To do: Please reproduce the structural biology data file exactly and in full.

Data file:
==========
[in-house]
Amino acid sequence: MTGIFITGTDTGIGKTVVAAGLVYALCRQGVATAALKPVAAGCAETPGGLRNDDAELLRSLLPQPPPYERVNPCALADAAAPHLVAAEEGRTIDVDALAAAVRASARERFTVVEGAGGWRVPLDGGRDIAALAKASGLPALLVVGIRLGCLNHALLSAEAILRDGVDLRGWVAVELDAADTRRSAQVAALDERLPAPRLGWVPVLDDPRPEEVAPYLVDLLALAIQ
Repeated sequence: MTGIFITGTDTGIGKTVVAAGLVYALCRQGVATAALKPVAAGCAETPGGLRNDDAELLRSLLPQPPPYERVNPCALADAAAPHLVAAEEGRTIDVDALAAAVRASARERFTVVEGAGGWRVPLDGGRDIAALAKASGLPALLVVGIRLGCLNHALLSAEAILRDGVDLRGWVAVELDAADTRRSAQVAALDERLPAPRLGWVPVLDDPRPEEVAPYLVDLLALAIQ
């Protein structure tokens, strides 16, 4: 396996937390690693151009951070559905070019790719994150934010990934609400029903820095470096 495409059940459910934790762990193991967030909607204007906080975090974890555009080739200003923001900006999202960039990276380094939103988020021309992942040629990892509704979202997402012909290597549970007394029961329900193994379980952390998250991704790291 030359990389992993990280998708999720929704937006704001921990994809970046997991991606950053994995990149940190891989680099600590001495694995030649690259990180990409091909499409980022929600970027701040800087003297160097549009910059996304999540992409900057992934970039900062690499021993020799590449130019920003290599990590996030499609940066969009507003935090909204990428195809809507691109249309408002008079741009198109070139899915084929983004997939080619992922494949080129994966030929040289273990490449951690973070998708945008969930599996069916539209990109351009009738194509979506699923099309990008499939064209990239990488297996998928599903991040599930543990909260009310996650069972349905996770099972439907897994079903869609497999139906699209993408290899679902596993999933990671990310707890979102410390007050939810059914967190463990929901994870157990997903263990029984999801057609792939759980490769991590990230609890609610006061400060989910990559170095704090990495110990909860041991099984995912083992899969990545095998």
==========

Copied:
[in-house]
Amino acid sequence: MTGIFITGTDTGIGKTVVAAGLVYALCRQGVATAALKPVAAGCAETPGGLRNDDAELLRSLLPQPPPYERVNPCALADAAAPHLVAAEEGRTIDVDALAAAVRASARERFTVVEGAGGWRVPLDGGRDIAALAKASGLPALLVVGIRLGCLNHALLSAEAILRDGVDLRGWVAVELDAADTRRSAQVAALDERLPAPRLGWVPVLDDPRPEEVAPYLVDLLALAIQ
Repeated sequence: MTGIFITGTDTGIGKTVVAAGLVYALCRQGVATAALKPVAAGCAETPGGLRNDDAELLRSLLPQPPPYERVNPCALADAAAPHLVAAEEGRTIDVDALAAAVRASARERFTVVEGAGGWRVPLDGGRDIAALAKASGLPALLVVGIRLGCLNHALLSAEAILRDGVDLRGWVAVELDAADTRRSAQVAALDERLPAPRLGWVPVLDDPRPEEVAPYLVDLLALAIQ
């Protein structure tokens, strides 16, 4: 396996937390690693151009951070559905070019790719994150934010990934609400029903820095470096 495409059940459910934790762990193991967030909607204007906080975090974890555009080739200003923001900006999202960039990276380094939103988020021309992942040629990892509704979202997402012909290597549970007394029961329900193994379980952390998250991704790291 030359990389992993990280998708999720929704937006704001921990994809970046997991991606950053994995990149940190891989680099600590001495694995030649690259990180990409091909499409980022929600970027701040800087003297160097549009910059996304999540992409900057992934970039900062690499021993020799590449130019920003290599990590996030499609940066969009507003935090909204990428195809809507691109249309408002008079741009198109070139899915084929983004997939080619992922494949080129994966030929040289273990490449951690973070998708945008969930599996069916539209990109351009009738194509979506699923099309990008499939064209990239990488297996998928599903991040599930543990909260009310996650069972349905996770099972439907897994079903869609497999139906699209993408290899679902596993999933990671990310707890979102410390007050939810059914967190463990929901994870157990997903263990029984999801057609792939759980490769991590990230609890609610006061400060989910990559170095704090990495110990909860041991099984995912083992899969990545095998």